Impact of research participation on parents of seriously ill children Steele, Rose; Cadell, Susan; Siden, Harold; Andrews, Gail; Smit Quosai, Trudy; Feichtinger, Leanne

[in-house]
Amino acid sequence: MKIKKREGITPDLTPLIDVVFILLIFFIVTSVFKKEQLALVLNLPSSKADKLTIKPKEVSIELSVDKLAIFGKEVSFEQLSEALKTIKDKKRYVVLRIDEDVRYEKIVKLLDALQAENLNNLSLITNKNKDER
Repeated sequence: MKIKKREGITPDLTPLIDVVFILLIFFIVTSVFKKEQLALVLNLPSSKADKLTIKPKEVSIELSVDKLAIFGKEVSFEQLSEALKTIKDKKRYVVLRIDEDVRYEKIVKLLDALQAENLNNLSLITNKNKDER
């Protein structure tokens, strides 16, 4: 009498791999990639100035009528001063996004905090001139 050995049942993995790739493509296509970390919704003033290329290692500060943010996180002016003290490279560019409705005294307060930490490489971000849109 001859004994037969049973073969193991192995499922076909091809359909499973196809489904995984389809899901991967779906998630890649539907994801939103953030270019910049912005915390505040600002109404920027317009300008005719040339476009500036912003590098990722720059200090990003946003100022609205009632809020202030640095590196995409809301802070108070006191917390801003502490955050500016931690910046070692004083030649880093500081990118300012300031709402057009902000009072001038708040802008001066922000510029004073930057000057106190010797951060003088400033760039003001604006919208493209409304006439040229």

Background: There is a paucity of research evidence to guide health care providers’ practice in pediatric palliative care. At the same time, some clinicians and IRBs are reluctant to approve such studies because of concerns about further burdening families. Yet, there is some evidence that research participation can have positive effects for families. Objective: To obtain parents’ perceptions about their experience of participating in 1 of 2 research studies. Design: Descriptive, quantitative survey. Setting/Subjects: Caregivers of children with life-threatening conditions (n=323) who were caring for the child at home. Measurements: Researcher-designed Impact of Participation questionnaire. Results: Few differences between the 2 groups were found on Impact responses. Not a single parent reported regretting participating in their study and almost all (96.3%) reported that conducting research about family’s experiences in pediatric palliative care had value. Just over three quarters (76.2%) did not find participation at all painful, and 73.7% reported that participation was about as painful as expected, with 23.2% reporting less painful. About half (50.5%) said that participation had at least some positive effect and only 3 parents reported any negative effect. An overwhelming majority (93.4%) would recommend participation to other parents in a similar situation. Conclusions: Participation in research for families with children who have a life-threatening condition is not only acceptable to parents, but may in fact have a positive effect. Though clinicians and IRBs may be hesitant to fully support such research, it is clear that conducting research in the field of pediatric palliative care is important.
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